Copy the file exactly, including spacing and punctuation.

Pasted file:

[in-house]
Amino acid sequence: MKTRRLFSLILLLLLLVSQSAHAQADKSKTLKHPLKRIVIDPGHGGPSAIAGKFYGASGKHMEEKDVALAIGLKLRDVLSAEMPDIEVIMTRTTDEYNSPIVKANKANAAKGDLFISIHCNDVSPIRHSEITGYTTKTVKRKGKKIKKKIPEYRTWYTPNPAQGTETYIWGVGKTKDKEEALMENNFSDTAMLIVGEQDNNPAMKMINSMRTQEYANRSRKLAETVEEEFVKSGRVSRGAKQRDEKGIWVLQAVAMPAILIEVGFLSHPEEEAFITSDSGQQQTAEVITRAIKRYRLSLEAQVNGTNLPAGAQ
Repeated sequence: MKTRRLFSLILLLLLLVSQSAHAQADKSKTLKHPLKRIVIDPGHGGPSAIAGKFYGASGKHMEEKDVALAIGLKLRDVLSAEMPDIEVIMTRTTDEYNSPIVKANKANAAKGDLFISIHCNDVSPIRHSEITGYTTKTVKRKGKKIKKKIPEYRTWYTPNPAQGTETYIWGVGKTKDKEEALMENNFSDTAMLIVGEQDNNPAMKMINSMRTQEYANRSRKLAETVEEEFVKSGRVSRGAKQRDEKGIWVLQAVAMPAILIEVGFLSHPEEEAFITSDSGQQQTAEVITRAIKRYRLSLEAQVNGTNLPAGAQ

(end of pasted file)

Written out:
[in-house]
Amino acid sequence: MKTRRLFSLILLLLLLVSQSAHAQADKSKTLKHPLKRIVIDPGHGGPSAIAGKFYGASGKHMEEKDVALAIGLKLRDVLSAEMPDIEVIMTRTTDEYNSPIVKANKANAAKGDLFISIHCNDVSPIRHSEITGYTTKTVKRKGKKIKKKIPEYRTWYTPNPAQGTETYIWGVGKTKDKEEALMENNFSDTAMLIVGEQDNNPAMKMINSMRTQEYANRSRKLAETVEEEFVKSGRVSRGAKQRDEKGIWVLQAVAMPAILIEVGFLSHPEEEAFITSDSGQQQTAEVITRAIKRYRLSLEAQVNGTNLPAGAQ
Repeated sequence: MKTRRLFSLILLLLLLVSQSAHAQADKSKTLKHPLKRIVIDPGHGGPSAIAGKFYGASGKHMEEKDVALAIGLKLRDVLSAEMPDIEVIMTRTTDEYNSPIVKANKANAAKGDLFISIHCNDVSPIRHSEITGYTTKTVKRKGKKIKKKIPEYRTWYTPNPAQGTETYIWGVGKTKDKEEALMENNFSDTAMLIVGEQDNNPAMKMINSMRTQEYANRSRKLAETVEEEFVKSGRVSRGAKQRDEKGIWVLQAVAMPAILIEVGFLSHPEEEAFITSDSGQQQTAEVITRAIKRYRLSLEAQVNGTNLPAGAQ